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Esperanza fatalities greensheet?

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  • Crwb4104
    replied
    wow. Quite the post to read. Overall, sometimes dispite every bit of knowledge, training, weather information, and planning, terrible things can happen. No matter how much knowledge of fire you have, you can still get killed or injured. If you try to do this job thinking that your invincible due to your immense knowledge of fire, your going to march off to your own death (and probably someone else that just happened to follow you).

    It does seem like that through this post, you have learned quite a bit about how we "West Coast" folks fight wildland fire. I think that if we have all learned something is that we may need to improve communication with our brothers on the East Coast.

    Hopefully, we can all agree that our thoughts and prayers are with that Engine Crew and their families.

    Leave a comment:


  • mindyblock
    replied
    Update

    I've since published Sunrise Fire (www.qualityparks.org) and thank you for all your comments, even though some were tough to swallow. As a follow up, regarding the Esperanza Fire, I suggest you also go to this link which discusses the fire situation and ways to improve fire safety:
    http://www.coloradofirecamp.com/espe...al-factors.htm

    Leave a comment:


  • devildog4
    replied
    Mindy, please don't post here anymore. You and your allegations or assertions
    that somebody somewhere must have made a mistake and caused these deaths is not welcome here.

    Do ya think that maybe, just maybe, they might have been in a place they shouldn't have been in, and didn't recognize that fact until it was too late?

    Look, the fire was so fast and so over-whelming they couldn't even jump in the pool, take shelter in their truck or deploy their fire shelters.

    Looking at the topography, they were at the top of a huge drainage, which funneled all the heat and smoke towards them. They had no chance. It was dark when they got their and so smokey at daybreak may they could not see what dangerous situation they were potentially in.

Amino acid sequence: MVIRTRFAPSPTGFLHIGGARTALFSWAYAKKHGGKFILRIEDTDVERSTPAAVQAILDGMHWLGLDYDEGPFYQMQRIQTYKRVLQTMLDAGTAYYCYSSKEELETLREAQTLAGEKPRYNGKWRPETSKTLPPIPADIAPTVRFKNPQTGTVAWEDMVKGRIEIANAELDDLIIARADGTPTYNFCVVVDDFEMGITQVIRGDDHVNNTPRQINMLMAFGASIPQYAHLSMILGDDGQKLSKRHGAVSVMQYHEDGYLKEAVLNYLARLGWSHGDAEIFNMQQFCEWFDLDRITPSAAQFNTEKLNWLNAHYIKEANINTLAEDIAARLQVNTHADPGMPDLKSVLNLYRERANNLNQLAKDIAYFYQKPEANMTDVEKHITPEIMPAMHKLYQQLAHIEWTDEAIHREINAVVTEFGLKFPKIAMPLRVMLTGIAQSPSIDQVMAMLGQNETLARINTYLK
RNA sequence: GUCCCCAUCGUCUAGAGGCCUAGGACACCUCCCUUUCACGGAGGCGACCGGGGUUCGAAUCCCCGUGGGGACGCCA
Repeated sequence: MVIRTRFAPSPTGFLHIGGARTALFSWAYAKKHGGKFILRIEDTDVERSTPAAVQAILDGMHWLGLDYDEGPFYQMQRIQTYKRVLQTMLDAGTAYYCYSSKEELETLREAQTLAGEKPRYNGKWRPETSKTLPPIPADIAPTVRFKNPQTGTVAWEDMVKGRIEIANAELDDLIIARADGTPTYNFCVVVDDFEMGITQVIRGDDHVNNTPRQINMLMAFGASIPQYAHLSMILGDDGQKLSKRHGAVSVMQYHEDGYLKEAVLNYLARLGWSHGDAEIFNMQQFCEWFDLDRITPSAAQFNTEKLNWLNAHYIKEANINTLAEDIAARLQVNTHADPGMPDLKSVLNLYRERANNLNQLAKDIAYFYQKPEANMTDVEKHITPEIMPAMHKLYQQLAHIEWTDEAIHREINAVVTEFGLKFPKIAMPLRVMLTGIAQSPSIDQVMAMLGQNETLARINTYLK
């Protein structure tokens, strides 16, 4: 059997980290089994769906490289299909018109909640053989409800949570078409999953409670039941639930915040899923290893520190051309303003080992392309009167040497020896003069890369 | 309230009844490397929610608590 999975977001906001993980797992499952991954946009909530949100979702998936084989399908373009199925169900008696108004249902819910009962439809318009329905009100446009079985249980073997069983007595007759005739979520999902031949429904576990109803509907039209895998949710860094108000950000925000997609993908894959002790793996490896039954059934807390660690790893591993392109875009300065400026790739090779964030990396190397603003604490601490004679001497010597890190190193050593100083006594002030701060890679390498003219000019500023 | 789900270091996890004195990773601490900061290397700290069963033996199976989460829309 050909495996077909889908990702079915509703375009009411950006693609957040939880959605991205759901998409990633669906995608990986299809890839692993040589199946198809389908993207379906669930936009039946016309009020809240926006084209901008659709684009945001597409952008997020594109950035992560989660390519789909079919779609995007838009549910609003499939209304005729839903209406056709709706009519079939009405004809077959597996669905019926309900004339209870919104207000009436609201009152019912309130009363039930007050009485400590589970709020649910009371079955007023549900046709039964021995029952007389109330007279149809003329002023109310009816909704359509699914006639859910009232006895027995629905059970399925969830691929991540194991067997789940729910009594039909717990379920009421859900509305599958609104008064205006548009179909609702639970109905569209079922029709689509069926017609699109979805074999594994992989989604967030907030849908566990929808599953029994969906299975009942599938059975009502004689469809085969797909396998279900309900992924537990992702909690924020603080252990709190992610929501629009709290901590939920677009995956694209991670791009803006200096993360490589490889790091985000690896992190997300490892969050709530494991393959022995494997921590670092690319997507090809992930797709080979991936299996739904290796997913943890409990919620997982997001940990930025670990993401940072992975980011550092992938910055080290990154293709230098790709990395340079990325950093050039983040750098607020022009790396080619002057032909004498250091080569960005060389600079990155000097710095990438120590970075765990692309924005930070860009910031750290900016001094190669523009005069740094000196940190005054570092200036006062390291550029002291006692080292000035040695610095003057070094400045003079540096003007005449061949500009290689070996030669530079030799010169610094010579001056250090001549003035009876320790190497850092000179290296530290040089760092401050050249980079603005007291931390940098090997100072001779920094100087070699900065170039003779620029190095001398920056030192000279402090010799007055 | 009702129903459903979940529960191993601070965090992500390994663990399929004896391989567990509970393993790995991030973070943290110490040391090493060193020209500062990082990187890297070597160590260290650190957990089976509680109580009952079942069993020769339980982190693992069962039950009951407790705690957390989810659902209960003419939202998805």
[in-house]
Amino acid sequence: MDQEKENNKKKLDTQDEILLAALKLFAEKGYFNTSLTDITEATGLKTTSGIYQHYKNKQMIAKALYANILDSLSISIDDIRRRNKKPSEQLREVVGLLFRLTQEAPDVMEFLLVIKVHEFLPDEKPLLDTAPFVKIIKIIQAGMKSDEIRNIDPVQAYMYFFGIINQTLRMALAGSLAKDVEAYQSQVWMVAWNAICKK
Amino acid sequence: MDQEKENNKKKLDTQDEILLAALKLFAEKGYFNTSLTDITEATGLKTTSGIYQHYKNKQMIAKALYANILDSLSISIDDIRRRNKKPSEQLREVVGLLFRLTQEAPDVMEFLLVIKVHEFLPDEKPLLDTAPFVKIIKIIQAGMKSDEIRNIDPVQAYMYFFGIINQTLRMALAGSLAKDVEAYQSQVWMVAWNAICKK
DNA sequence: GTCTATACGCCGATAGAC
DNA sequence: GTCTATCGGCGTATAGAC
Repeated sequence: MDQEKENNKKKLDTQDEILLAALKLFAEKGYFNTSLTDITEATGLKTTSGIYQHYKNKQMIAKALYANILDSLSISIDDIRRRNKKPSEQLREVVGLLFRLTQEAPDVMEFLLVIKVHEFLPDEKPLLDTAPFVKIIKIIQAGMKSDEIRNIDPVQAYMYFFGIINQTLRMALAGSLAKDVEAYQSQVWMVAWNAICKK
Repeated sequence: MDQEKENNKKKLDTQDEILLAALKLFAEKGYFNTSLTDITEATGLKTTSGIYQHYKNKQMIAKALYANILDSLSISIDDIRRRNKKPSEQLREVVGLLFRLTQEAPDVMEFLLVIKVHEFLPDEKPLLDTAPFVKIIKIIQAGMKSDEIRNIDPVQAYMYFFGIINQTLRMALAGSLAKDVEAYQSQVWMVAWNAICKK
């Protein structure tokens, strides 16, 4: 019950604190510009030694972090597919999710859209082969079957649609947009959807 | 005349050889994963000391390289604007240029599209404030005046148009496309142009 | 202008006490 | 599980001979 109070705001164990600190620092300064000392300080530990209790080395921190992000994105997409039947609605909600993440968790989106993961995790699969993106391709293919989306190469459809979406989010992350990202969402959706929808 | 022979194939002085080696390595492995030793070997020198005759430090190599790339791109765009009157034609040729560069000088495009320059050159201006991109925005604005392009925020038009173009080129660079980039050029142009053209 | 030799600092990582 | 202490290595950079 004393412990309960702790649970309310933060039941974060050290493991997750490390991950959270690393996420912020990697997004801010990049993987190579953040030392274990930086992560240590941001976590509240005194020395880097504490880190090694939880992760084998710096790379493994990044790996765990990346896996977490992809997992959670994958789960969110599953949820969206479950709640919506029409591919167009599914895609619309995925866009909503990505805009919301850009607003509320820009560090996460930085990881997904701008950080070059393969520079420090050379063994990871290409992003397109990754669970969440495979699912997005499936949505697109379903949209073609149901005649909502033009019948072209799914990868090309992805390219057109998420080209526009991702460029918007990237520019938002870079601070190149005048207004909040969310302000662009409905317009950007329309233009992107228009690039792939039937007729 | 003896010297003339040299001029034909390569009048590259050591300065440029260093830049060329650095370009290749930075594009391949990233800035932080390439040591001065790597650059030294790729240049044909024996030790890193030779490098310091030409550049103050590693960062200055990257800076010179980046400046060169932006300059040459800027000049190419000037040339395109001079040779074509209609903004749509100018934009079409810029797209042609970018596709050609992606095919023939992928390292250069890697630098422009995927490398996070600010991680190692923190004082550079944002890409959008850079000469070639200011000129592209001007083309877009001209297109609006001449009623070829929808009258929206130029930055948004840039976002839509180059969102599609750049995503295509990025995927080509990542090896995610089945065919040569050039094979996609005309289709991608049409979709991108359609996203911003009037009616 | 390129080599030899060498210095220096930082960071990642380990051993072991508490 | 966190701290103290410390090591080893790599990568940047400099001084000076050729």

Don't try and point fingers here. They were well trained and equiped. They loved the job they were doing. They were our brothers.

    Take it someplace else. Nobody here wants to read your book, review your bookor read your posts. Please!

    Leave a comment:


  • STONEREMS
    replied
    Originally posted by mindyblock
    Hi all,

    What I was trying to "prove" was that given enough knowledge of fire that firefighters don't have to die on the line. That there must have been a mechanical mistake or a computer glich and that it wasn't all about Watch Out conditions, that maybe policy at upper levels were at issue.
    This sounds like one of those books that arm chair quarter backs and tries to point fingers and create conspiracy therioes as to what went wrong.

    I am not going to pretend I know anything about wild land fire fighting, however, no matter how many computers, modern mechanical tools, or how many policies are written -

    mother nature is not 100% predictable when she doesnt want to be. Seems to me that these type of fires do not play by the same rules as a structure fires.

    God Speed to E57.

    Leave a comment:


  • RxFire
    replied
    SBF E-57 story (aka Firefighter Down)

    I got this at work the other day, and just got around to posting here.

    http://www.pe.com/digitalextra/metro...26.353b5a.html

    Leave a comment:


  • mindyblock
    replied
    Hi all,

    What I was trying to "prove" was that given enough knowledge of fire that firefighters don't have to die on the line. That there must have been a mechanical mistake or a computer glich and that it wasn't all about Watch Out conditions, that maybe policy at upper levels were at issue. But I will have to wait for the final incident report, I believe it will be done by NIFC, and see.